Home is only minimally protected from creditors. Usually your life insurance or annuity has much higher protection.
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alex_686
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Re: Is home ownership a whole life policy?

Post by alex_686 »

I am trying to pull apart why you are mixing up these 2 different types of investments.

I think that the answer to your question if that home ownership is a better investment than annuities in terms of opportunity costs. The correct way of looking at this is home ownership verse renting.

The extra costs and complexity between home ownership and renting are know and well understood. For example, home ownership is definitely a investment. But all of the training manuals I have seen on this subject suggest that financial reps suggest glossing over this part to clients because it is a very complex and emotional subject, but the impact of cognitive failures tend to be minor.

Annuities are a different bag. I used to work for a annuity company - operations, not sales - and I would have a very hard time dissecting a policy to figure out what I was buying, let alone if I was getting a good value.
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chevca
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Re: Is home ownership a whole life policy?

Post by chevca »

alex_686 wrote: Mon Jan 20, 2020 1:27 pm I am trying to pull apart why you are mixing up these 2 different types of investments.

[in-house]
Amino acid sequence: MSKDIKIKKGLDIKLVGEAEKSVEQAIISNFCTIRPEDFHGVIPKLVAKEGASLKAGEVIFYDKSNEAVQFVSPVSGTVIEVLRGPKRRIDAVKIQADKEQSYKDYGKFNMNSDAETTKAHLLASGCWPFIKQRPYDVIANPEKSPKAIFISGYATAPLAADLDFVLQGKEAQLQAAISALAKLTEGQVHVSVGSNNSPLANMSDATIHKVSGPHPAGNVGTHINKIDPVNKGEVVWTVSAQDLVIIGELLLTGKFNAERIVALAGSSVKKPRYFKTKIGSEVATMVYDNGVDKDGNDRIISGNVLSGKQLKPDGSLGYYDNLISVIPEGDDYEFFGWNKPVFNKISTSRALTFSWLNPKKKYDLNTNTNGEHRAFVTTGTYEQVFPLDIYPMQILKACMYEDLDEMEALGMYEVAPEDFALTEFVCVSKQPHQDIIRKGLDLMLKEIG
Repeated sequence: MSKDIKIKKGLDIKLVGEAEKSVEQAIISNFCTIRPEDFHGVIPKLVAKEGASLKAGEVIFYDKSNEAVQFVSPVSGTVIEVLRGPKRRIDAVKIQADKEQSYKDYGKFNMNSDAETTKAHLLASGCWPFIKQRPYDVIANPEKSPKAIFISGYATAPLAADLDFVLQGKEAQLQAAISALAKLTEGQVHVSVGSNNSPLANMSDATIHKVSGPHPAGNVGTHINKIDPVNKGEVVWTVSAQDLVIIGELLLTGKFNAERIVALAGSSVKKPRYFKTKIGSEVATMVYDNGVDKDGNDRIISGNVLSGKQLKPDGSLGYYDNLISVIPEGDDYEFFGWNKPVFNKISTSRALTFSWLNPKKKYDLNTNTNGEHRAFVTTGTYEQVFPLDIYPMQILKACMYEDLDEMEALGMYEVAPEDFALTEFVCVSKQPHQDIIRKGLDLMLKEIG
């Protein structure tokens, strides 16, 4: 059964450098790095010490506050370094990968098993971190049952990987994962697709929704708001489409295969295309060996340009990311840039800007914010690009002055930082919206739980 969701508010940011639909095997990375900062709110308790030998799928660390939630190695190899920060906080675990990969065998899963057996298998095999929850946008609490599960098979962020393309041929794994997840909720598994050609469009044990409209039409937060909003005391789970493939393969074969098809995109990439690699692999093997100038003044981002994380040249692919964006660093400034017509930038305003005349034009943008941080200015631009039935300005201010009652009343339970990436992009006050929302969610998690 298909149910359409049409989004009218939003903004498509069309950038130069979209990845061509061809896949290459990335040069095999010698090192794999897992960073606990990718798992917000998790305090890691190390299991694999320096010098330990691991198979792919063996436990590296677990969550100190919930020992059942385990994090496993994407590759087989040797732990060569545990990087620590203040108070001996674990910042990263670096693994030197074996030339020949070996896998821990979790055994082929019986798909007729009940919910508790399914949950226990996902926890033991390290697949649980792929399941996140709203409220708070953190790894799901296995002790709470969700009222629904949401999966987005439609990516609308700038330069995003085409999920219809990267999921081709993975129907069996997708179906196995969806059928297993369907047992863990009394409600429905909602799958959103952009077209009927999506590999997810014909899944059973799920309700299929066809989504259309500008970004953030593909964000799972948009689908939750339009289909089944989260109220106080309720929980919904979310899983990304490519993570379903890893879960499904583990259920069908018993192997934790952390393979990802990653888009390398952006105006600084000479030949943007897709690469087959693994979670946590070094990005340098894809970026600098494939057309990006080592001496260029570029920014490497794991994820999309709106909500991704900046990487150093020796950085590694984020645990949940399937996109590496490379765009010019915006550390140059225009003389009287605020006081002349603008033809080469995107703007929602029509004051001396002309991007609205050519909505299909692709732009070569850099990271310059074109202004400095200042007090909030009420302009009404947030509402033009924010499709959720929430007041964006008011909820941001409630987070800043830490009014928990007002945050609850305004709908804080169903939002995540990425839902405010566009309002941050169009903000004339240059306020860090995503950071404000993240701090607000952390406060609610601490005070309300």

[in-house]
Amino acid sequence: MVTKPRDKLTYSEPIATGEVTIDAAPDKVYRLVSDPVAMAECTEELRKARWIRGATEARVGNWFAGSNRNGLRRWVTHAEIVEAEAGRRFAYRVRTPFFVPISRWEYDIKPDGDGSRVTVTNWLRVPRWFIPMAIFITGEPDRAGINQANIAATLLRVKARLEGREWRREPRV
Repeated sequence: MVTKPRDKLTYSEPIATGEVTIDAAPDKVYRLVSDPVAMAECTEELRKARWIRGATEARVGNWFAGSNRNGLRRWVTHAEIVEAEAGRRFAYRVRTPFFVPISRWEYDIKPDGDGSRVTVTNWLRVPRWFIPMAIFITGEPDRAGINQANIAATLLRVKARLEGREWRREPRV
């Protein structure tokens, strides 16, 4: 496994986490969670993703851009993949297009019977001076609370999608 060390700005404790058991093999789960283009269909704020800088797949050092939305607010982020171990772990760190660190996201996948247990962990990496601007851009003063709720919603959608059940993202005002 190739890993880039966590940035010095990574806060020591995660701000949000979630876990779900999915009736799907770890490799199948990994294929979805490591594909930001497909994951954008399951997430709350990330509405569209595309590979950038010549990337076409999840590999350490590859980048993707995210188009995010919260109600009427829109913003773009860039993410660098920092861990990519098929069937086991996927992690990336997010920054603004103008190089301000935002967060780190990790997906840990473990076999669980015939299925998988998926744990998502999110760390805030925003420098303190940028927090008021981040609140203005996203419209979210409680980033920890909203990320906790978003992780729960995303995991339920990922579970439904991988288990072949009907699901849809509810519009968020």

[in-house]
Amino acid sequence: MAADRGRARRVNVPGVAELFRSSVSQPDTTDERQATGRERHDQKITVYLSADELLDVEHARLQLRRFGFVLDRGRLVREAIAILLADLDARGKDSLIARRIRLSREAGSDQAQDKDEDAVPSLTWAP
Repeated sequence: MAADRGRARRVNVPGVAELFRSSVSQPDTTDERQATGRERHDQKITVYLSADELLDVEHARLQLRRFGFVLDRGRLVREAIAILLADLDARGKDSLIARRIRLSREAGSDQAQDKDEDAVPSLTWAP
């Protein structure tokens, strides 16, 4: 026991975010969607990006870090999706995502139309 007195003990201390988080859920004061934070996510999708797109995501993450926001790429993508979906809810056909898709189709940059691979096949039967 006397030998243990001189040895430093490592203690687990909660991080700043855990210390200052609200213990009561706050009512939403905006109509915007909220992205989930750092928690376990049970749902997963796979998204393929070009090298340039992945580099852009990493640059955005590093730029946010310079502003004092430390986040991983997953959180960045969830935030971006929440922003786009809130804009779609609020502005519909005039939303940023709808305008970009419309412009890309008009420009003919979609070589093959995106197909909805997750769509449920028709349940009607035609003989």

To justify a whole life policy they purchased?
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firebirdparts
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Re: Is home ownership a whole life policy?

Post by firebirdparts »

So, how is residential home ownership any different?
Home ownership is an expense. Expenses are not the same thing as investments.
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Re: Is home ownership a whole life policy?

Post by willthrill81 »

firebirdparts wrote: Mon Jan 20, 2020 2:09 pm
So, how is residential home ownership any different?
Home ownership is an expense.
Usually, but not always. After accounting for all expenses, we came out slightly ahead on both of our last two homes.
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JoeRetire
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Re: Is home ownership a whole life policy?

Post by JoeRetire »

bogglizer wrote: Mon Jan 20, 2020 12:00 pmSimilarly, home ownership couples investment to housing and has large expenses when buying and selling.
Home ownership is not an investment. It's a housing choice.
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Re: Is home ownership a whole life policy?

Post by barnaclebob »

I cant live inside a whole life policy.
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Re: Is home ownership a whole life policy?

Post by Stinky »

I can walk away from a whole life policy. Maybe I’ll collect a little cash value, maybe not.

It’s a lot tougher to walk away from a house.
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Re: Is home ownership a whole life policy?

Post by bikechuck »

firebirdparts wrote: Mon Jan 20, 2020 2:09 pm
So, how is residential home ownership any different?
Home ownership is an expense. Expenses are not the same thing as investments.
I disagree with this; I do agree that there are carrying costs to owning a home but often they are less than the cost of renting.

In my case and in most cases that I am aware of people that own their homes for 7 years or longer often (but not always) see appreciation in the value of their homes keeping up with or exceeding inflation. So while it is debatable about whether they are an investment, homes are an asset rather than an expense.
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Re: Is home ownership a whole life policy?

Post by beernutz »

You can look at homes as investments but you are also trying to time the market when you buy one which can result in disaster.